Financial Questions to Ask When Buying A Car

Kimmie Moehring, CFP® CDFA®
Jun 16, 2023 3:57:33 PM

As labor and vehicle part shortages have declined, the automobile inventory has bounced back; you might be ready for a new set of wheels! 


The Federal Reserve has been fighting to slow inflation by raising interest rates, affecting many in the market for a new vehicle. Anytime you make a large purchase, it is wise to consider the options available to fund the purchase. Before you get too revved up about your dream car, pump the brakes and consider these questions below.

What is My Current Vehicle Trade-in Value, and What Do I Do With It? 

First, find a reputable used-car price guide to give you a ballpark idea of your trade-in. You can look up the value of your current vehicle. With various ways to do this online, look at prices in your area, as location can influence car prices. Now that you have an estimate of the value of your car, keep an open mind and consider options on what to do with your vehicle:

  • Dealer Trade-In: Shop around! Ask a few nearby dealers to quote your current vehicle's trade-in value. If you trade it in, the value of your trade-in will help reduce the sales tax owed on your new vehicle (see chart below), but you will probably get a lesser amount in a dealer trade-in than you would a private sale. This option is easiest but may not be the best financially.

  • Private Sale: Typically, it is financially advantageous to sell the car privately. However, most consumers chose the dealer trade-in because it’s simple, comfortable, and familiar. From my experience, the private sale route was not as intimidating or as much of a hassle as I had anticipated. The question to ask yourself is this: is the difference between proceeds on a private sale vs. trade-in worth the time you put into selling it privately? Only you can answer that for yourself. Look at the chart below to see the difference in out-of-pocket expense on the private sale vs. trade-in option.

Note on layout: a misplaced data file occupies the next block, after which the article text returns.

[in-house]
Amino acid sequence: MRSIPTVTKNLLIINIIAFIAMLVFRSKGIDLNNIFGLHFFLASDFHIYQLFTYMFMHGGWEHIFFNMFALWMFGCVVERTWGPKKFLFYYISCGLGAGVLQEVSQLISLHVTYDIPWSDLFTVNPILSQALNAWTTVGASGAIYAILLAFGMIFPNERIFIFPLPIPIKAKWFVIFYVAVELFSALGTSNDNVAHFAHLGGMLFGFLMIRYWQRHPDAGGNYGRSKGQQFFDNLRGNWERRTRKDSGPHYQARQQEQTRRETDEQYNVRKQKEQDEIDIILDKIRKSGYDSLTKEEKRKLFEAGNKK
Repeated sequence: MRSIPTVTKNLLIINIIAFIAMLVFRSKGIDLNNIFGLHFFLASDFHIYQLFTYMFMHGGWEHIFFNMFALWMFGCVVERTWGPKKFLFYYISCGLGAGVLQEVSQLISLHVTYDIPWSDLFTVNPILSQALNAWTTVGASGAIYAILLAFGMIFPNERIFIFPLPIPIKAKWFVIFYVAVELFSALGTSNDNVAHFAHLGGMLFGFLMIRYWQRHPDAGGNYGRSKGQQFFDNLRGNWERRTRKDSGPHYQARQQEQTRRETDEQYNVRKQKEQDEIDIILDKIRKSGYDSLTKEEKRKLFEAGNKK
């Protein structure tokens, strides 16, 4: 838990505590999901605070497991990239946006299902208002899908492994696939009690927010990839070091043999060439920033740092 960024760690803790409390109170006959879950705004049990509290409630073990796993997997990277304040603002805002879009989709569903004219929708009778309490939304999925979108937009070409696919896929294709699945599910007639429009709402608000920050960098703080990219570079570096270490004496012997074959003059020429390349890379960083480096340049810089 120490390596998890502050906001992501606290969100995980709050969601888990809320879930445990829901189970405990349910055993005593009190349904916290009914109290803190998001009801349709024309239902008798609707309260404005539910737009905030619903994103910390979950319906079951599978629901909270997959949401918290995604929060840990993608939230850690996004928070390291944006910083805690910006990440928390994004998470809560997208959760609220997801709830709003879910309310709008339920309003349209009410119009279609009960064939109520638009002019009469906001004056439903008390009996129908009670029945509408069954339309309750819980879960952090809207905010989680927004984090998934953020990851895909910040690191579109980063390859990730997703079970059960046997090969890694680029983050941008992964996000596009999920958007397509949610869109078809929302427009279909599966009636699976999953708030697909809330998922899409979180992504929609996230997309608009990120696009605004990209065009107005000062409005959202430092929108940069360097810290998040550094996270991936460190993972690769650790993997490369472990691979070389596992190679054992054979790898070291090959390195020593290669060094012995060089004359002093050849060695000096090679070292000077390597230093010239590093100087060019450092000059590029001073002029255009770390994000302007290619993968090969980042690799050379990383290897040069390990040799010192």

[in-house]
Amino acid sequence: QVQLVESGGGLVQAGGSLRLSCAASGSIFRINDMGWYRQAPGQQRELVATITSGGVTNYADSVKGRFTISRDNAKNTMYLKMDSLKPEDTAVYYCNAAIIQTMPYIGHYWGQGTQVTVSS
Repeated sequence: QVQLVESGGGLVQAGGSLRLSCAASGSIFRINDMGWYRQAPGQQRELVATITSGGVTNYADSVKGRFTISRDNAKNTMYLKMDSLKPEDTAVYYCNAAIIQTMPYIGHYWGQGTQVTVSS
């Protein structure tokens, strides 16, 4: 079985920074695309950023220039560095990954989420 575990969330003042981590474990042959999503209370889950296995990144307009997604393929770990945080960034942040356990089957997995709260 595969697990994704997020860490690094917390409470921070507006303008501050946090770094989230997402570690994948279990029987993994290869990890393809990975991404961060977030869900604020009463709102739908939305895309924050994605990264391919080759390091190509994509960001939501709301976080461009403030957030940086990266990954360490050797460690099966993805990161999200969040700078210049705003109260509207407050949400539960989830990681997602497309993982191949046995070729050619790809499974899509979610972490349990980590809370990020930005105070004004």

The private sale may require more involvement in preparing the vehicle, posting it (i.e., Facebook marketplace or Craigslist), and finding a buyer. Once you have a buyer, you simply need to fill out the Title/Registration application and receive the payment for the vehicle. I’d recommend a check or money order for any private party sale. Expect payment to happen when you transfer the car title. Meeting at the DMV provides a safe, public area to meet your buyer.

  • What Do You Owe on Your Current Vehicle? You may transfer your loan to the buyer if you still owe on your car. According to Investopedia, the lender may agree to transfer the loan into their name if the buyer can qualify for the car loan. However, the new borrower may prefer a new car loan from another lender. The new lender will pay off your car loan.

  • Donate Your Vehicle: If you itemize deductions on your tax return, you may get a tax deduction for your donation and benefit financially. Many non-profit 501(c)(3) organizations accept used vehicles for donation. You will need to know the value the charity sold the vehicle for, which is your deductible amount. Unless the charity sells the vehicle for less than $500, you can deduct up to $500 if the car's value is more than the sale price. Talk with your tax advisor for specifics on your situation and your tax advantage. 

How To Pay For Your Car Purchase 

The cheapest way to purchase a car is typically with cash. Paying with cash may bring leverage in negotiations, and you spend less money by avoiding interest on monthly payments. However, depending on your values, a cash offer isn’t always an option or the best option. Planning and earmarking monthly savings or a lump sum towards a future car purchase would be the ideal way to finance a car because you are the banker. If you have time leading up to your purchase, consider some saving options: